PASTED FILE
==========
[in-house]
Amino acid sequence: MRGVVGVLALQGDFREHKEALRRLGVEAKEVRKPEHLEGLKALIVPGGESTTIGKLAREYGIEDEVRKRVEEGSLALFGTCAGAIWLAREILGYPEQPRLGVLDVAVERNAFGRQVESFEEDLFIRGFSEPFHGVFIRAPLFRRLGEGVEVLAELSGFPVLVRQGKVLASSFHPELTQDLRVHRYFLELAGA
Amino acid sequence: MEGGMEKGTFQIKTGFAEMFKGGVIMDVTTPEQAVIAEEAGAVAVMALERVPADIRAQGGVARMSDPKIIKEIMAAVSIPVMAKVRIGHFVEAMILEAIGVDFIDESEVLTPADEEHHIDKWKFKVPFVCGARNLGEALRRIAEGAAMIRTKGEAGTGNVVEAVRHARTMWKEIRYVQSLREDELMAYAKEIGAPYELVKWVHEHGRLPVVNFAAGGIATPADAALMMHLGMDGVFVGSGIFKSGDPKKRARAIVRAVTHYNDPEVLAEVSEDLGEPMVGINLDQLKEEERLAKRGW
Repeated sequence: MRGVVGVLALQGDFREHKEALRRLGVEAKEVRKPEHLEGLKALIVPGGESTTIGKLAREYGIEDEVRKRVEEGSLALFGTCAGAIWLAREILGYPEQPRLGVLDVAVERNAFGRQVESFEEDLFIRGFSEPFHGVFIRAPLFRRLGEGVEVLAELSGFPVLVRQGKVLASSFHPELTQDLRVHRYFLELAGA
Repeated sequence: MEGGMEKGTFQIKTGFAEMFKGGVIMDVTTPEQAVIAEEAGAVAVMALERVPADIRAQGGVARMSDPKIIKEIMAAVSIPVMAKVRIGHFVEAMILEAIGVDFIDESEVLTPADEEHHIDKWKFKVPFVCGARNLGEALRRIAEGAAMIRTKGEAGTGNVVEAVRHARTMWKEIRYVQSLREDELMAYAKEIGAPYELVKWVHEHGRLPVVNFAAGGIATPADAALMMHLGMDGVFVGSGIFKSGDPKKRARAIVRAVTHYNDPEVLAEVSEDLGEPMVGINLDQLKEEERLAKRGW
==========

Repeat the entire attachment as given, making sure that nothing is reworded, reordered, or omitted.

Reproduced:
[in-house]
Amino acid sequence: MRGVVGVLALQGDFREHKEALRRLGVEAKEVRKPEHLEGLKALIVPGGESTTIGKLAREYGIEDEVRKRVEEGSLALFGTCAGAIWLAREILGYPEQPRLGVLDVAVERNAFGRQVESFEEDLFIRGFSEPFHGVFIRAPLFRRLGEGVEVLAELSGFPVLVRQGKVLASSFHPELTQDLRVHRYFLELAGA
Amino acid sequence: MEGGMEKGTFQIKTGFAEMFKGGVIMDVTTPEQAVIAEEAGAVAVMALERVPADIRAQGGVARMSDPKIIKEIMAAVSIPVMAKVRIGHFVEAMILEAIGVDFIDESEVLTPADEEHHIDKWKFKVPFVCGARNLGEALRRIAEGAAMIRTKGEAGTGNVVEAVRHARTMWKEIRYVQSLREDELMAYAKEIGAPYELVKWVHEHGRLPVVNFAAGGIATPADAALMMHLGMDGVFVGSGIFKSGDPKKRARAIVRAVTHYNDPEVLAEVSEDLGEPMVGINLDQLKEEERLAKRGW
Repeated sequence: MRGVVGVLALQGDFREHKEALRRLGVEAKEVRKPEHLEGLKALIVPGGESTTIGKLAREYGIEDEVRKRVEEGSLALFGTCAGAIWLAREILGYPEQPRLGVLDVAVERNAFGRQVESFEEDLFIRGFSEPFHGVFIRAPLFRRLGEGVEVLAELSGFPVLVRQGKVLASSFHPELTQDLRVHRYFLELAGA
Repeated sequence: MEGGMEKGTFQIKTGFAEMFKGGVIMDVTTPEQAVIAEEAGAVAVMALERVPADIRAQGGVARMSDPKIIKEIMAAVSIPVMAKVRIGHFVEAMILEAIGVDFIDESEVLTPADEEHHIDKWKFKVPFVCGARNLGEALRRIAEGAAMIRTKGEAGTGNVVEAVRHARTMWKEIRYVQSLREDELMAYAKEIGAPYELVKWVHEHGRLPVVNFAAGGIATPADAALMMHLGMDGVFVGSGIFKSGDPKKRARAIVRAVTHYNDPEVLAEVSEDLGEPMVGINLDQLKEEERLAKRGW